MuSE is an application for the mixing, encoding, and network streaming of sound: it can mix up to 6 encoded audio bitstreams (from files or network, mp3 or ogg) plus a souncard input signal, the resulting stream can be played locally on the sound card and/or encoded at different bitrates, recorded to harddisk and/or streamed to the net. When sent to a server, the resulting audio can be listened thru the net by a vast number of players available on different operating systems.
To be operated MuSE offers graphical interfaces and a documented commandline interface in the good old unix style.
- Mixes up to 6 channels + 1 soundcard input channel simultaniously
- decodes and mixes both ogg and mp3, from files or network streams
- encodes at different bitrates and sends multiple mp3 or ogg streams to icecast, shoutcast and darwin servers.
- offers two different intuitive user interfaces and a documented command line interface
- play, stop, pause/resume, position and volume for each channel, looping thru playlists and reconnecting automatically to lost server connections
- efficient multithreaded architecture with emphasys on performance to support older CPUs
- reusable API interface to the core mixing engine permits to adapt new interfaces
MuSE provides the free software community with a user friendly but powerful tool for network audio streaming, making life easier for indypendent free speech online radios.
You need a POSIX.1b OS, GNU/Linux and FreeBSD are well tested. An OSX binary has been released and is available in the download section below.
If you have success compiling MuSE on Win or Beos platforms let us know!
LAME libraries, lame is the best mp3 encoder around and is free!
OGGVORBIS libraries, Ogg is the future of free streaming!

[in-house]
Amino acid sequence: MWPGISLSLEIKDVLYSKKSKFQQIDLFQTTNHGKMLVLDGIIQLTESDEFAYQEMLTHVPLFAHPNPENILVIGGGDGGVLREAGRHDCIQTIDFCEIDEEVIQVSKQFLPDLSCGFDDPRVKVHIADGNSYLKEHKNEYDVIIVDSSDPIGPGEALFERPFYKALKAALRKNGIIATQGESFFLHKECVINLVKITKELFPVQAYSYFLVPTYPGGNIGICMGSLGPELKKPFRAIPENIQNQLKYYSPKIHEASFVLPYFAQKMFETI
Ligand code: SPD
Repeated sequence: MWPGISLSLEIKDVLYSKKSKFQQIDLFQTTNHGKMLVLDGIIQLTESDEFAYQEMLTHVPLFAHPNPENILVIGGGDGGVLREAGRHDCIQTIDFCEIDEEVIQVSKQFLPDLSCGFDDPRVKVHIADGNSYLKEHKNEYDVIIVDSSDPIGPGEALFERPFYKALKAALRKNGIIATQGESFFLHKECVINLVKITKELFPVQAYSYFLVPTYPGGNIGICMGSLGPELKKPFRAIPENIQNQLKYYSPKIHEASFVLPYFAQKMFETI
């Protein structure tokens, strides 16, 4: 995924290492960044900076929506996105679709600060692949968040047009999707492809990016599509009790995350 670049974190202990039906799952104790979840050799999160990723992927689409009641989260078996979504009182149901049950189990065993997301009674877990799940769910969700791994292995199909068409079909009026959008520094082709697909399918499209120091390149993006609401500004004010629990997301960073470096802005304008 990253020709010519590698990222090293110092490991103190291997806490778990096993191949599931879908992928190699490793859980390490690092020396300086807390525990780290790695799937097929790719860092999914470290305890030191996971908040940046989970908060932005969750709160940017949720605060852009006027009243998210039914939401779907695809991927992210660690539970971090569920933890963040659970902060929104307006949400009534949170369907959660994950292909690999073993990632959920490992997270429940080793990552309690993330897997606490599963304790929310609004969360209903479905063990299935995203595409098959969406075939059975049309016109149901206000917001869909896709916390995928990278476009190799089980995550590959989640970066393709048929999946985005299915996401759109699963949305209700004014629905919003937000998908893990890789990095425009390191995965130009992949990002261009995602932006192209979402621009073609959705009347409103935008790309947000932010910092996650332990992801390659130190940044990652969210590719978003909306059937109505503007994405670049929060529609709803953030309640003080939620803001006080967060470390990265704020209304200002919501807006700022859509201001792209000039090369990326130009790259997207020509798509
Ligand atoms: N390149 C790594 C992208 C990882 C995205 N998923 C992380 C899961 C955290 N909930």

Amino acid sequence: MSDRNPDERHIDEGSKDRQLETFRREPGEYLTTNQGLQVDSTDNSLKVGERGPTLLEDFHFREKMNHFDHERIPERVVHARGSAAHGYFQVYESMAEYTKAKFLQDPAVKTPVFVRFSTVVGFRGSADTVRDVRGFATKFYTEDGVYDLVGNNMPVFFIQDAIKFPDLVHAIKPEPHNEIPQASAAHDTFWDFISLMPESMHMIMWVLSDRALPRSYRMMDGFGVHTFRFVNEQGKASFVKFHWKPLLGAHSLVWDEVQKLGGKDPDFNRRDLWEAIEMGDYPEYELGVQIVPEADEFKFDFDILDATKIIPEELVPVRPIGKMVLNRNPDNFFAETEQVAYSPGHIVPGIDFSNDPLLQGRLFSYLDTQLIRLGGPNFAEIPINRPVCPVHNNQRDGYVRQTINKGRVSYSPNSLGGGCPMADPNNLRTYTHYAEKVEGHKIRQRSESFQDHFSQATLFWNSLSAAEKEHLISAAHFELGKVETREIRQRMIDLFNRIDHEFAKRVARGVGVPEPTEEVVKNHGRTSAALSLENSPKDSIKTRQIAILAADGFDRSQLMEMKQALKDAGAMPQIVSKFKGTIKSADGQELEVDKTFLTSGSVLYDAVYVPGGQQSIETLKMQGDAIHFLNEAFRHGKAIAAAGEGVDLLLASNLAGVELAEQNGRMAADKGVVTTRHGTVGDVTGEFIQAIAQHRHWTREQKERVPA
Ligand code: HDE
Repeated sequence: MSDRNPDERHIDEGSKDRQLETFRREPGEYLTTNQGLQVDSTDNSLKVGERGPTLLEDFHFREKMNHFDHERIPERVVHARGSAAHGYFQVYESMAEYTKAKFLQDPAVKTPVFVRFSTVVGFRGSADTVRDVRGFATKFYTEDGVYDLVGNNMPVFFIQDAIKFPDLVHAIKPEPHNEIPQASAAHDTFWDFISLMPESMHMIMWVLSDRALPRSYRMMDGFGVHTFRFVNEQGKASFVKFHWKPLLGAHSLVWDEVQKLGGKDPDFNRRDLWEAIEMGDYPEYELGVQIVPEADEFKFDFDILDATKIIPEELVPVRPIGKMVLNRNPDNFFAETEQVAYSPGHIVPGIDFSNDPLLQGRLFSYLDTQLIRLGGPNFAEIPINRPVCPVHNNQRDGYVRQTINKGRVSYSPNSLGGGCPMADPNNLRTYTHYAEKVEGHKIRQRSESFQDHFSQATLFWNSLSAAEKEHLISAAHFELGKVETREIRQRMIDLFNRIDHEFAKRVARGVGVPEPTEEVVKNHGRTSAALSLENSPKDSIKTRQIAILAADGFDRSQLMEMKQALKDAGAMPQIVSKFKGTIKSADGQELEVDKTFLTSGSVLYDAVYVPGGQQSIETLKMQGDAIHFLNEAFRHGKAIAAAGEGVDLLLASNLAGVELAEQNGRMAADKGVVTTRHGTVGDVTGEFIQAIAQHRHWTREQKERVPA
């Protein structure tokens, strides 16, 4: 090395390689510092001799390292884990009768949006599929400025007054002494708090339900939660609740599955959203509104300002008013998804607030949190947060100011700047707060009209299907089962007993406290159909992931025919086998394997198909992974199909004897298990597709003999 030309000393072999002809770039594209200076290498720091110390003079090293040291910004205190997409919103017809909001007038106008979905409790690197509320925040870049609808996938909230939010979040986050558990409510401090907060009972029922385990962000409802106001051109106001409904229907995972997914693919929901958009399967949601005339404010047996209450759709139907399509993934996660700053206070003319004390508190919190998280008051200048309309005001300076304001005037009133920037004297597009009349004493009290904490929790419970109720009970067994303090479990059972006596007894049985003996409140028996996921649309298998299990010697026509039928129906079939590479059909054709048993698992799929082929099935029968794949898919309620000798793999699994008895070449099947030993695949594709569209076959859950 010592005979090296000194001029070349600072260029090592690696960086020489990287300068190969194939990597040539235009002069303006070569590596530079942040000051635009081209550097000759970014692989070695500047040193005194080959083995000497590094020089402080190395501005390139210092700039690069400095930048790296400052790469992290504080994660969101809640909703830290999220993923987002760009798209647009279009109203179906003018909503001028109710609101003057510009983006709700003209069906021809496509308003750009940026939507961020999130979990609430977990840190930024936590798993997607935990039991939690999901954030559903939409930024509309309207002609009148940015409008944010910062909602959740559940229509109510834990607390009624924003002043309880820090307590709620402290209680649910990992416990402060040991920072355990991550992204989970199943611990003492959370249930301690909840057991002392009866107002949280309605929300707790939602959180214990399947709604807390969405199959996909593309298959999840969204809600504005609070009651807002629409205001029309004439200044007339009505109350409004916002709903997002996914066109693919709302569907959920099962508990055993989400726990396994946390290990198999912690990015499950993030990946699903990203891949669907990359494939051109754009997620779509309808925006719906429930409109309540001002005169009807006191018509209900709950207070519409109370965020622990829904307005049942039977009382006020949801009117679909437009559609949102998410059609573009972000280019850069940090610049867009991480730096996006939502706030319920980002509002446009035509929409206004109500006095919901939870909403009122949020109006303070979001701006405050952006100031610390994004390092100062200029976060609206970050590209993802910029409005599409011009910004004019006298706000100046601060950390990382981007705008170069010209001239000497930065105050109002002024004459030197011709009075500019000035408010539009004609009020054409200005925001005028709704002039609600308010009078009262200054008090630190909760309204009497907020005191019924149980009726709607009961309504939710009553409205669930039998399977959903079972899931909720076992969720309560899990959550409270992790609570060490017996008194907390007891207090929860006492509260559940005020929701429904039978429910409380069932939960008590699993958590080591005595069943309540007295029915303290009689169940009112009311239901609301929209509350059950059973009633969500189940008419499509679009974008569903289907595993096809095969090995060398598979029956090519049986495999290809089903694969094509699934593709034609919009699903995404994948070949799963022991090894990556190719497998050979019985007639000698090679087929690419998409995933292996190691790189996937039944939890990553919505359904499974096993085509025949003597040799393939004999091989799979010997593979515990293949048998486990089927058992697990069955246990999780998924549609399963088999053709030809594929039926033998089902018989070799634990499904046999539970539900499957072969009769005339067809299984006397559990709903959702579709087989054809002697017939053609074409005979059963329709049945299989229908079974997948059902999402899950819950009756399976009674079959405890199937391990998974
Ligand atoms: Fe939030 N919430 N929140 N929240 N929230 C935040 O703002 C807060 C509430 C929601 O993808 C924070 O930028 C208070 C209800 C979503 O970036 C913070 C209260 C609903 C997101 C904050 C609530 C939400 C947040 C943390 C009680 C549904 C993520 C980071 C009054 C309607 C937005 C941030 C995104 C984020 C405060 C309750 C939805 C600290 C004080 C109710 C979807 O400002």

GTK+ libraries, a widget toolkit allready present in many systems
NCURSES libraries, an old school text console windowing library
remember that if you compile from source using those libraries installed from the packages of your distribution, often you also need to install the -dev version of the libraries.
MuSE is written in C++ and is a multithreaded application. It reads streams using the included libmpeg library (mp3 format) and it can optionally link the OggVorbis library to read ogg files.
For encoding the sound into mp3 it can optionally link the LAME encoder as a shared library using it thru API calls.
MuSE also features much interactivity implementing two user interfaces: a GTK+ one for XWin environment and a NCURSES for text console, while with ‘muse -h’ you can have a full set of commandline options.
- The MuSE streamer manual
- Fortune streaming audio how-to
- Manual en Espanol mestizaje
- Open Streaming manual (19 MBytes PDF)
- the MuSE commandline manpage
- Multiple Streaming Engine API for programmers
Free downloads on files.dyne.org/muse
Some (quite old) already built binaries
- Architecture, engine API and CLI by Jaromil
- GTK+ 2.0 GUI by Antonio “Nightolo” Radici
- NCurses text user interface by Luca “Rubik” Profico
- Decoder channels by Angelo “Pallotron” Failla
- OSX Carbon native GUI by Andrea “Xant” Guzzo
MuSE streamer also includes code by Matteo “MoP” Nastasi (resample and clip), Woo-jae Jung (mp3 decoder), Jack Moffit and Chad Armstrong (libshout), Mike Glover (cdk/ncurses) and modified code from Scott Manley (stream mixer) and Charles Samuels (buffered FIFO Pipe).
The fundaments of MuSE existance where set by August Black and Markus Seidl.
Distribution packages are contributed by Filippo Giunchedi (.deb and man), P@sky Macchinista Fuochista (.rpm), Shining the Translucent (.tgz)
Refer to the AUTHORS file for a complete list of contributors.
The MuSE code repository is on code.dyne.org
git clone git://code.dyne.org/muse.git
It has been a long while since this software wasn’t updated, if you are practical with code you are welcome to file detailed bugreports here.
MuSE exists since the year 2000 and it works fairly well for what we need to do. However, in the meantime more people got active in developing audio streaming technologies for web radios and here we list efforts we think are worth having a look, all Free as in speech.
Of course you should already know Icecast. If you don’t, get ready because that’s our favorite streaming server.
The R.O.S.S project lists more free radio tools and is yearly updated with good stuff.
If you feel like scripting in Python, then you must surely think you are smart! try Liquidsoap